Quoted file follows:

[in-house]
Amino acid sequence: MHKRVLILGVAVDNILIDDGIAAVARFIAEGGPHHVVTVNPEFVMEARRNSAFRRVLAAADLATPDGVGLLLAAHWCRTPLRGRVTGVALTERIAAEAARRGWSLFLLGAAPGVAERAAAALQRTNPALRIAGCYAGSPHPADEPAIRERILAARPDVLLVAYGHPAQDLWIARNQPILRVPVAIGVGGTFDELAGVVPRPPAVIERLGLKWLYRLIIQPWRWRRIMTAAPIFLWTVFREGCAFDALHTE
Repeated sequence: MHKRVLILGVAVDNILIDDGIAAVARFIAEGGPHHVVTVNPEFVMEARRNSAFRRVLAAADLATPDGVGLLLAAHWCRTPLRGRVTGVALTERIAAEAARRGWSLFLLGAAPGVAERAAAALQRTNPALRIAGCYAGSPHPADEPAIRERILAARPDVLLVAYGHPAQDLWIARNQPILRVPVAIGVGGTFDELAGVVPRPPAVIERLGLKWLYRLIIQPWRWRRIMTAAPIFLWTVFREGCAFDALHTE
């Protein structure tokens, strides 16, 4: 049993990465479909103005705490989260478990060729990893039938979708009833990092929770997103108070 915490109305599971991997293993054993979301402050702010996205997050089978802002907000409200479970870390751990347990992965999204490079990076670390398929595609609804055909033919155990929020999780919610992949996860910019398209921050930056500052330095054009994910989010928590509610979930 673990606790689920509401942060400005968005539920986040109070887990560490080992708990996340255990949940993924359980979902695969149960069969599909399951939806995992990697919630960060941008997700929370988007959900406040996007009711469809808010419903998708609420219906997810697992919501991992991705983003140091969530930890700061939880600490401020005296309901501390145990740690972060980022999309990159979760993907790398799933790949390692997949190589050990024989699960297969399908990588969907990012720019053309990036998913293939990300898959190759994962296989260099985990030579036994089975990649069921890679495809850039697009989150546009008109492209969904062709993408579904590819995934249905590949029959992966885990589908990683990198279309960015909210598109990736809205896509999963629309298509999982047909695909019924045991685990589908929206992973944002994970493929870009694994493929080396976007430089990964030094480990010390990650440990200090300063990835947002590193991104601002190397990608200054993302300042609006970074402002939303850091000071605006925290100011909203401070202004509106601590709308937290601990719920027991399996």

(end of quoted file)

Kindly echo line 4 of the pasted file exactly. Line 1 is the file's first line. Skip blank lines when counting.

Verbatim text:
């Protein structure tokens, strides 16, 4: 049993990465479909103005705490989260478990060729990893039938979708009833990092929770997103108070 915490109305599971991997293993054993979301402050702010996205997050089978802002907000409200479970870390751990347990992965999204490079990076670390398929595609609804055909033919155990929020999780919610992949996860910019398209921050930056500052330095054009994910989010928590509610979930 673990606790689920509401942060400005968005539920986040109070887990560490080992708990996340255990949940993924359980979902695969149960069969599909399951939806995992990697919630960060941008997700929370988007959900406040996007009711469809808010419903998708609420219906997810697992919501991992991705983003140091969530930890700061939880600490401020005296309901501390145990740690972060980022999309990159979760993907790398799933790949390692997949190589050990024989699960297969399908990588969907990012720019053309990036998913293939990300898959190759994962296989260099985990030579036994089975990649069921890679495809850039697009989150546009008109492209969904062709993408579904590819995934249905590949029959992966885990589908990683990198279309960015909210598109990736809205896509999963629309298509999982047909695909019924045991685990589908929206992973944002994970493929870009694994493929080396976007430089990964030094480990010390990650440990200090300063990835947002590193991104601002190397990608200054993302300042609006970074402002939303850091000071605006925290100011909203401070202004509106601590709308937290601990719920027991399996």